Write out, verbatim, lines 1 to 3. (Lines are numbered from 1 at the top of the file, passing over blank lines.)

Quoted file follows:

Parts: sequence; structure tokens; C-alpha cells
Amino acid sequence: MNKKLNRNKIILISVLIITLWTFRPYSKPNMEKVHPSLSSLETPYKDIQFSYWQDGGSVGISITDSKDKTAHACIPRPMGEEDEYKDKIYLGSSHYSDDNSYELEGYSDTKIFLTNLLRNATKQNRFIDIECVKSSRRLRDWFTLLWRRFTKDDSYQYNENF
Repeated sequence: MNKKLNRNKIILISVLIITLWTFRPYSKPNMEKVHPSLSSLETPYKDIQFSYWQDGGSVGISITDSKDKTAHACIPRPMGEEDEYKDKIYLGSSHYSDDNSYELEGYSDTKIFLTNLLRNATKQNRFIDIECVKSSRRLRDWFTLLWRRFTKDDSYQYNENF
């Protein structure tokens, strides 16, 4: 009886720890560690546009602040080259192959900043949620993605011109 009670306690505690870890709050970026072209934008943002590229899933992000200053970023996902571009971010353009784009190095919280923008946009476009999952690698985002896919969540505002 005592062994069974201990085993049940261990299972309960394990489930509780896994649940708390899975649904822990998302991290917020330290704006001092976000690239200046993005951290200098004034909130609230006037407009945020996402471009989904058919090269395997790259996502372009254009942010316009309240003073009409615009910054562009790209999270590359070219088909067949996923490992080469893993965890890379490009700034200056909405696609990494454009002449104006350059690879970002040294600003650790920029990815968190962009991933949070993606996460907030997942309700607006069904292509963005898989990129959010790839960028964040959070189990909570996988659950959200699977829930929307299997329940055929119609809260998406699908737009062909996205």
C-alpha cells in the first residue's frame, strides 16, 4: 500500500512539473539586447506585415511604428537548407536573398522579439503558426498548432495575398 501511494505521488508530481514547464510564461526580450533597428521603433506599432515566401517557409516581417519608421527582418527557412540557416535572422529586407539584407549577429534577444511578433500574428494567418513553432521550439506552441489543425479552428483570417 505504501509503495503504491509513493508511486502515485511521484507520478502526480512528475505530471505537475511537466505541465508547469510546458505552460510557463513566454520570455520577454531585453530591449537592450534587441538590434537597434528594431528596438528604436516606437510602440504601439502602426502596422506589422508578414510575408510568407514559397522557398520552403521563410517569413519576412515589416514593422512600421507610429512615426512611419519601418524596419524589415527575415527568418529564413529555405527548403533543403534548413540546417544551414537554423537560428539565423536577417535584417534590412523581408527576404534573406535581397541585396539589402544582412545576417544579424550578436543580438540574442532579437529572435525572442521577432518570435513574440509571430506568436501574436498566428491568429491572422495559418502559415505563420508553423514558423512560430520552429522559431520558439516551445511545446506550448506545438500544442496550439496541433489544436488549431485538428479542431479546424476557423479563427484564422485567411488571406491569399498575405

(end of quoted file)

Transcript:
Parts: sequence; structure tokens; C-alpha cells
Amino acid sequence: MNKKLNRNKIILISVLIITLWTFRPYSKPNMEKVHPSLSSLETPYKDIQFSYWQDGGSVGISITDSKDKTAHACIPRPMGEEDEYKDKIYLGSSHYSDDNSYELEGYSDTKIFLTNLLRNATKQNRFIDIECVKSSRRLRDWFTLLWRRFTKDDSYQYNENF
Repeated sequence: MNKKLNRNKIILISVLIITLWTFRPYSKPNMEKVHPSLSSLETPYKDIQFSYWQDGGSVGISITDSKDKTAHACIPRPMGEEDEYKDKIYLGSSHYSDDNSYELEGYSDTKIFLTNLLRNATKQNRFIDIECVKSSRRLRDWFTLLWRRFTKDDSYQYNENF